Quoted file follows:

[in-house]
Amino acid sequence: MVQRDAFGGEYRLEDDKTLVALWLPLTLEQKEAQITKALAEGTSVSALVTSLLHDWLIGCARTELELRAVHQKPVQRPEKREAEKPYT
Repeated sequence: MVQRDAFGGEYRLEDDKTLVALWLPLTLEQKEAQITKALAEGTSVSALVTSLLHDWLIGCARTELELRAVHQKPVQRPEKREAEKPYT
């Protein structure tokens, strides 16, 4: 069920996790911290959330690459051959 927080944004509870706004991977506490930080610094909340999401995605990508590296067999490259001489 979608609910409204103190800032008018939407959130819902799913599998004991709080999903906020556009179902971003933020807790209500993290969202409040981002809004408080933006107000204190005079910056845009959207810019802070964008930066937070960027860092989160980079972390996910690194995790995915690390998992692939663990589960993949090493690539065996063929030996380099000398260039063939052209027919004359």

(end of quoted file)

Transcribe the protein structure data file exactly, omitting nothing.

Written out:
[in-house]
Amino acid sequence: MVQRDAFGGEYRLEDDKTLVALWLPLTLEQKEAQITKALAEGTSVSALVTSLLHDWLIGCARTELELRAVHQKPVQRPEKREAEKPYT
Repeated sequence: MVQRDAFGGEYRLEDDKTLVALWLPLTLEQKEAQITKALAEGTSVSALVTSLLHDWLIGCARTELELRAVHQKPVQRPEKREAEKPYT
């Protein structure tokens, strides 16, 4: 069920996790911290959330690459051959 927080944004509870706004991977506490930080610094909340999401995605990508590296067999490259001489 979608609910409204103190800032008018939407959130819902799913599998004991709080999903906020556009179902971003933020807790209500993290969202409040981002809004408080933006107000204190005079910056845009959207810019802070964008930066937070960027860092989160980079972390996910690194995790995915690390998992692939663990589960993949090493690539065996063929030996380099000398260039063939052209027919004359």